“I’m not going anywhere until I get my priorities addressed; it’s just that simple,” Brophy McGee said. “That’s what I’m elected to do. … I’m prepared to be there as long as I need to be there.”
Brophy McGee considers KidsCare, a health-care program for low-income children, “an automatic,” something lawmakers must include in the budget.
She said the Senate GOP draft leaked to the media was one of the worst budgets she's seen in her years at the Capitol.
“I’m used to having us start behind the starting line, but I couldn’t even see the starting line,” she said.
Brophy McGee was more optimistic than Ugenti-Rita, saying she feels her priorities are being heard by Republican leaders and that the Senate is approaching a consensus.
Boyer: Problematic law more pressing than budget
Sen. Paul Boyer, R-Phoenix, drew a line in the sand on the budget nearly two weeks ago, saying he would withhold his vote unless lawmakers considered a bill that would give survivors of childhood sexual abuse more time to sue their attackers.
Under current state law, child victims have two years from the time they turn 18 to file civil suits. Boyer's bill — which Sen. Eddie Farnsworth, R-Gilbert, declined to give a hearing after Boyer wouldn't bend on changes — would give them seven years.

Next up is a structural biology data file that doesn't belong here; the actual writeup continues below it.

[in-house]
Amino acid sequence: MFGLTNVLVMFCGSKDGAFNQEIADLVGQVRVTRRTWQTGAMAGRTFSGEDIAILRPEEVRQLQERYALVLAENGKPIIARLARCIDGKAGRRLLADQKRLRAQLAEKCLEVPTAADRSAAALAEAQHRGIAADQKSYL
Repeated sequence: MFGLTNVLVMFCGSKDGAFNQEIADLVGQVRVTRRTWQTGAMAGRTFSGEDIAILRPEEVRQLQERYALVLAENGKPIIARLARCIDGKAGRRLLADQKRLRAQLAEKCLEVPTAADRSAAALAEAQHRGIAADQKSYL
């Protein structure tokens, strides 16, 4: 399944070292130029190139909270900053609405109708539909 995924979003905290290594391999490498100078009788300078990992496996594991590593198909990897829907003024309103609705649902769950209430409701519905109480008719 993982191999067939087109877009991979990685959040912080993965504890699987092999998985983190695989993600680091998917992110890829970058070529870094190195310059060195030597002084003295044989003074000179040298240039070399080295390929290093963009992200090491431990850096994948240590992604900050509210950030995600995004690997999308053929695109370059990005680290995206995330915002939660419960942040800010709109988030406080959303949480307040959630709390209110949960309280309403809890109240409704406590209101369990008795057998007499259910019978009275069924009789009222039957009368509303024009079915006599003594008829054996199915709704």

It also would start the clock at the point in time they realize and disclose that they were abused, rather than their 18th birthdays.
"Victims are often paralyzed from coming forward by the power and threats of their abuser, along with feelings of humiliation, shame, guilt or all the above," Boyer wrote in a column for the Arizona Daily Star.
"While there is no 'magic age' for a victim to come forward and report their abuse, we know that in most cases it takes decades to process the emotional and psychological trauma they’ve experienced as children who have undergone sexual assault."
On the Senate floor Tuesday, Boyer denounced Arizona as "the worst (state) in the nation regarding laws giving victims the ability to confront their abuser."
"The short window in Arizona doesn't protect the victim," he said. "It protects the perpetrator. At the very least, we should … give seven years from discovery, seven years from when the victim knew that they were harmed. And I'm not voting on a state budget until we do so."
Carter: Boyer is right
Sen. Heather Carter, who serves on the state's Human Trafficking Council, has joined Boyer in boycotting a budget vote until the state loosens the statute of limitations on civil suits for childhood sexual-assault survivors.
The Cave Creek Republican said the importance of the issue far outweighs that of a quick budget resolution.
"This is the second year Sen. Boyer has tried to address the gaping hole that we have in our state statutes to protect child victims of sexual assault," she said. "We need to give the child victims of sexual abuse the time that they need to come forward."
Carter disagreed with colleagues who feel the criminal-court side, which has no statute of limitations for child-abuse charges, gives survivors sufficient recourse.
"When a child comes forward as an adult to disclose the horrific abuse, that now-adult is saving future victims," she said. "That's what we have to focus on."